With the mortgage advice sector still anticipating a Royal Commission response from the regulators, advisers say that new regulation measures will come at a particularly difficult time. With banks tightening lending criteria and the non-bank sector quickly gaining steam, more New Zealanders than ever need financial advice – and leaving that primarily to the banks will not benefit consumers.
According to mortgage adviser Kris Pedersen, regulators therefore need to be careful about how they navigate remuneration issues, and particularly take into account those who would struggle the most to secure finance.
“Right now we’ve almost got everything happening at once, and we’re getting hit from all angles,” Pedersen told NZ Adviser.
“Increased regulation will involve increased costs, and if some parts of the remuneration model are going to end up being reduced, there will be a lot of pressure on adviser businesses. As a country we have a relatively low level financial literacy. The part where we’ll have to be very careful is in any changing the commission model, because many people would likely just leave the industry if the regulators go too hard on that.”
“It would only strengthen main bank market share, and that wouldn’t be good for the main consumer – especially those who need help outside the main bank environment,” he stated. “At the moment we’re seeing the non-bank market growing hugely, and there are a lot of people out there who need access to that type of funding. If you decimate the advice industry, those people are going to struggle the most.”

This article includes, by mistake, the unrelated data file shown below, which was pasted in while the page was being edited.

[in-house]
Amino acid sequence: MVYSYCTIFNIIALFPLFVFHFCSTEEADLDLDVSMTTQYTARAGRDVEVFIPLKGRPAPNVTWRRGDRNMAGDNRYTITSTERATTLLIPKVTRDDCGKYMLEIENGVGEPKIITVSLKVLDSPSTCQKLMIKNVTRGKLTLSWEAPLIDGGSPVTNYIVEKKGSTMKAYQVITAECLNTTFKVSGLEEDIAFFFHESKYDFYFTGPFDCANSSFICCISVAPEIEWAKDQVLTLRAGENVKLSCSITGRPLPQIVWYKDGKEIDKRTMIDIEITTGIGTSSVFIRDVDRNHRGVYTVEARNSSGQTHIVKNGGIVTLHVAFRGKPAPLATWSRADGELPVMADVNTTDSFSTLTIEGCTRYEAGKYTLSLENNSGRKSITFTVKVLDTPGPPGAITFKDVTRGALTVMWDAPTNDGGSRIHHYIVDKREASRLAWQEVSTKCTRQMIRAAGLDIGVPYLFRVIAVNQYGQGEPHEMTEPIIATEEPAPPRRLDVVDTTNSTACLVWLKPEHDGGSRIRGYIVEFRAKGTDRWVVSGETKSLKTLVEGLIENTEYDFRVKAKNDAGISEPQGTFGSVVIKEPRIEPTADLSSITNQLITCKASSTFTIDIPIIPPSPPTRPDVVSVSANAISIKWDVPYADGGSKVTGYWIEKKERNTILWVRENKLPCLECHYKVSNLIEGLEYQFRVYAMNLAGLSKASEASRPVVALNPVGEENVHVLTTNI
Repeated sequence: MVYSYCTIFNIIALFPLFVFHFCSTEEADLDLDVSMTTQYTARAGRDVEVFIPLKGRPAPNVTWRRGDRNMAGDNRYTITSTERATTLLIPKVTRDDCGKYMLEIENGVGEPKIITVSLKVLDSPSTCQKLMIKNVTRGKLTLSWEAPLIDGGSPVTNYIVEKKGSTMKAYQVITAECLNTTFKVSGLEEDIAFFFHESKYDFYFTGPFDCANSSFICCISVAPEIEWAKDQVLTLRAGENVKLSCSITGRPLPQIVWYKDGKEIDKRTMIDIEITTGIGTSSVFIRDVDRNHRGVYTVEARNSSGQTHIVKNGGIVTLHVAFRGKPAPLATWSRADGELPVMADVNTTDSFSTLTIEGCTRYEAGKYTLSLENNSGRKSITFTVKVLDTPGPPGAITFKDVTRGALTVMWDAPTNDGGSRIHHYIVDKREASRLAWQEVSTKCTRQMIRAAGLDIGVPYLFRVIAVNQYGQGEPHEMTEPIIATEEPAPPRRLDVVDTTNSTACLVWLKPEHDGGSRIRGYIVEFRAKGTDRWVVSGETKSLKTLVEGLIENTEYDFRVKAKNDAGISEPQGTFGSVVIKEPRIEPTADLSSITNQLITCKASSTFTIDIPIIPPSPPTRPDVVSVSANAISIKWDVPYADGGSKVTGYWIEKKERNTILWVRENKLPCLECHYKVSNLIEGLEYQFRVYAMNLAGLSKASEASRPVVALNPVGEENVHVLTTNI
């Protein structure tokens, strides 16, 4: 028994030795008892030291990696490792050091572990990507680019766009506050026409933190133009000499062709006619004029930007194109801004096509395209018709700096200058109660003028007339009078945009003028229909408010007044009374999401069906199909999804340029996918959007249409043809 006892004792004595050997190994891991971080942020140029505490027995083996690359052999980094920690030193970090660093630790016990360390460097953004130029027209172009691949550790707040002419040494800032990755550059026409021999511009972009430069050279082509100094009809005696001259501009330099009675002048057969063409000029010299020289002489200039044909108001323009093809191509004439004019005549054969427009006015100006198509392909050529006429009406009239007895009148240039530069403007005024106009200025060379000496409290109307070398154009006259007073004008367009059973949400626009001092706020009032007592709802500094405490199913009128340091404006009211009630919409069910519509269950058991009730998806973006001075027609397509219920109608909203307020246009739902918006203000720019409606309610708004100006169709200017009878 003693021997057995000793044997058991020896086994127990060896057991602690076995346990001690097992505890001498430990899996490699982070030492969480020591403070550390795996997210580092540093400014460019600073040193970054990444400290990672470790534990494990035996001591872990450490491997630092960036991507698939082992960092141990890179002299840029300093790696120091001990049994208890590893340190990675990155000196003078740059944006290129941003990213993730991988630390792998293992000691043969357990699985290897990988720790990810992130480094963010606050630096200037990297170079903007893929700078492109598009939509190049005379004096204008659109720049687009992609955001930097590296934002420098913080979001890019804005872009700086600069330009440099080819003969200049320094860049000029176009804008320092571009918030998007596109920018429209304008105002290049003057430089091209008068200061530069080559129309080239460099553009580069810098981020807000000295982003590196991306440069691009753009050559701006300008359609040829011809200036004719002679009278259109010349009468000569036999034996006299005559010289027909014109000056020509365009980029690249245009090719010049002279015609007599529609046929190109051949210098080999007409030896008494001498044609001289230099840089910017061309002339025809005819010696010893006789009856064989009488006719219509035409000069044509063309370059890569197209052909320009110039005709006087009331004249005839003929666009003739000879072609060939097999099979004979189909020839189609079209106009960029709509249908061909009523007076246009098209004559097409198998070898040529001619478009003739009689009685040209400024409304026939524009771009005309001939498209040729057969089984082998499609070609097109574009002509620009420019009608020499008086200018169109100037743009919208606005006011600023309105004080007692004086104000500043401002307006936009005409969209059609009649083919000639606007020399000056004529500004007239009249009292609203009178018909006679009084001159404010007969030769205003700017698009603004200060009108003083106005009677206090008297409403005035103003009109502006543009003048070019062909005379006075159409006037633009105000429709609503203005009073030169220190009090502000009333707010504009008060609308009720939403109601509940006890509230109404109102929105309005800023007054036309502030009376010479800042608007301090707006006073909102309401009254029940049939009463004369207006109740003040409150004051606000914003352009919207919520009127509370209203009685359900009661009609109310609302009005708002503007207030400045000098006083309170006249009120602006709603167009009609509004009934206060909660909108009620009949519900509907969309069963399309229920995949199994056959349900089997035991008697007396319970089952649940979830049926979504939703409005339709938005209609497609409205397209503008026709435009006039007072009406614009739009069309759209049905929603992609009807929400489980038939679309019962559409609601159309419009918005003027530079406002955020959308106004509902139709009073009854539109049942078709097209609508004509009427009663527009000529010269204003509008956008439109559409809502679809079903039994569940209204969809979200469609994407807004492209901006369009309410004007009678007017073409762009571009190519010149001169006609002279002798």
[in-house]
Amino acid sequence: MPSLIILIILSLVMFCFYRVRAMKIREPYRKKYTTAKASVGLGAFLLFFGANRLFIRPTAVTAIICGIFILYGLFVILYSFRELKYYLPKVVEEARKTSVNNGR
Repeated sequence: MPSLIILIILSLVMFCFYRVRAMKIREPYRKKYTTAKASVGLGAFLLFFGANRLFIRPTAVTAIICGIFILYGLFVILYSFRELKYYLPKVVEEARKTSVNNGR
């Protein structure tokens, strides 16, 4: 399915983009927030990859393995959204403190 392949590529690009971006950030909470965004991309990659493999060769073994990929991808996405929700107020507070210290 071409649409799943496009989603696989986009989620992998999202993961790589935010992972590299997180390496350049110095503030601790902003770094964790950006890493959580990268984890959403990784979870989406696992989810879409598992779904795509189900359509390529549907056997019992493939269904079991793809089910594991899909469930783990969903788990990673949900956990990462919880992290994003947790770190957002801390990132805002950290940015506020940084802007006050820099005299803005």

Pedersen says that although any industry will have its ‘bad eggs,’ that number is likely very minimal in comparison to the sheer value that mortgage advice offers potential buyers. He says advisers are consistently achieving better interest rates for customers, and that a broader understanding of the finance market is often invaluable to clients who would otherwise be shut out of home ownership.
“The vast majority of the mortgage advice sector is pretty clean and is doing the right thing by customers,” Pedersen said. “Having seen several bank reports on how mortgage advisers perform with regards to interest rates, advisers are consistently achieving lower interest rates than what customers are getting when they deal with banks directly. That comes with a broad understanding of the market and what other banks are offering, and clients don’t necessarily see that until they’ve dealt with an adviser themselves.”